Tea planters to delay hill bonus

darjeeling tea garden
Darjeeling: Tea planters in the hills have said they will not be able to clear bonus dues before June because of loss in production following the 104-day shutdown last year.
Workers usually receive the annual bonus of the previous financial year ahead of Durga Puja. The producers of Darjeeling Tea had agreed to pay bonus of the 2016-207 fiscal at 19.75 per cent before the puja last year.
Citing the prolonged closure of gardens and subsequent loss in the production, most of the 87 estates in the hills disbursed only 50 per cent of the bonus after the Durga Puja.
Sandeep Mukherjee, the principal advisor to the Darjeeling Tea Association (DTA), said on Sunday: "The remaining 50 per cent of the amount was to be paid as per an agreement (with trade unions). However, when estates do not generate revenue, there is no use of going into another agreement that we cannot honour at the moment."
The "another agreement" was to deal with the timeframe for the disbursal of the due bonus.
The DTA official told The Telegraph that the industry was not in a position to pay the bonus till June this year. "We are committed to paying the bonus at 19.75 per cent but we cannot disburse the entire amount until June. We have lost almost 70 per cent of the production last year."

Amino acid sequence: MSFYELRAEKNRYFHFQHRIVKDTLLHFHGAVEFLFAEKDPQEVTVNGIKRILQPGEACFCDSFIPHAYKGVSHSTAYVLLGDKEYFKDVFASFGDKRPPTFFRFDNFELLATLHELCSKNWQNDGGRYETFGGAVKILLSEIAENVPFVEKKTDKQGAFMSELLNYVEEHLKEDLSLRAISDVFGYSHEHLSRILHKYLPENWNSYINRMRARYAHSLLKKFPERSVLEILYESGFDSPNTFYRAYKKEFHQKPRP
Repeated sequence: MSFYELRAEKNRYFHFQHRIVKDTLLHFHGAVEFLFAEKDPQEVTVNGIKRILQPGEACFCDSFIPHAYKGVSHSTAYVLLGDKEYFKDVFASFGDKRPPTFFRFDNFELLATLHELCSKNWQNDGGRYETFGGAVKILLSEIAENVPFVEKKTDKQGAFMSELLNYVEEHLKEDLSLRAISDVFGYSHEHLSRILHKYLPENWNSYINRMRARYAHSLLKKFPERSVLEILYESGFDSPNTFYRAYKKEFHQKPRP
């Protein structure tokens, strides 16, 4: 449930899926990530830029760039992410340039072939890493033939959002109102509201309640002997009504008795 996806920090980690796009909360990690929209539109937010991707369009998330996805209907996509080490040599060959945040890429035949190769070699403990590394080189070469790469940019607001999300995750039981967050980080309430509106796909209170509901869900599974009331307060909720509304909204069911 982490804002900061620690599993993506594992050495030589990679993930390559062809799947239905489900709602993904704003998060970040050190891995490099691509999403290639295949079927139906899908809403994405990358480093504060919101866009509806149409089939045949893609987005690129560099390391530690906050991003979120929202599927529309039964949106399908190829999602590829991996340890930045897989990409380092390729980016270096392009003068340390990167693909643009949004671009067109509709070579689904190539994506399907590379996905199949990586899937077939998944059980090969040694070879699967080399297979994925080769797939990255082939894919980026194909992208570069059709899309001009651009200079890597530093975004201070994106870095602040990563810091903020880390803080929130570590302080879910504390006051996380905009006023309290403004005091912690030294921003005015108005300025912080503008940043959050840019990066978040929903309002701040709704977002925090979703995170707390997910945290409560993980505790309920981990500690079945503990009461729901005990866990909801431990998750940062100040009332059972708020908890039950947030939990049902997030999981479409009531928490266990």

The DTA is the forum of the estates producing Darjeeling Tea.
The Darjeeling tea industry had produced 8.13 million kilos of made tea in 2016. However, the figure is unlikely to cross the three million kilo mark in 2017.
Plucking of tea leaves has stopped since November-end in the hills. From mid-June to September end, the Darjeeling gardens had zero production because of the 104-day strike enforced by the Gorkha Janmukti Morcha.
The first flush plucking, most of which is exported, starts only from February end or early March. "Such is the position of the tea industry that many gardens might start defaulting on wage payment from this month," said Mukherjee.
The daily wage of a tea plantation worker in the hills is Rs 132.50. At 19.75 per cent, a worker would get the bonus of around Rs 7000-Rs 8000.
Reacting to his statement, Karuna Gurung, the president of the DarjeelingTerai DooarsPlantation Workers' Union with allegiance to the Binay Tamang faction of the Morcha, said: "The Darjeeling planters had been asked to clear the due bonus by January 31. If nothing happens by then, all unions will sit and chalk out the next course of action."
#After the strike's withdrawal, the government agreed to pay three months' salaries to teachers and the salaries of almost two months to other government employees in the hills. "As gardens are not clearing the bonus dues, it is obvious that the low income groups have been hit hard by the shutdown," said an observer.

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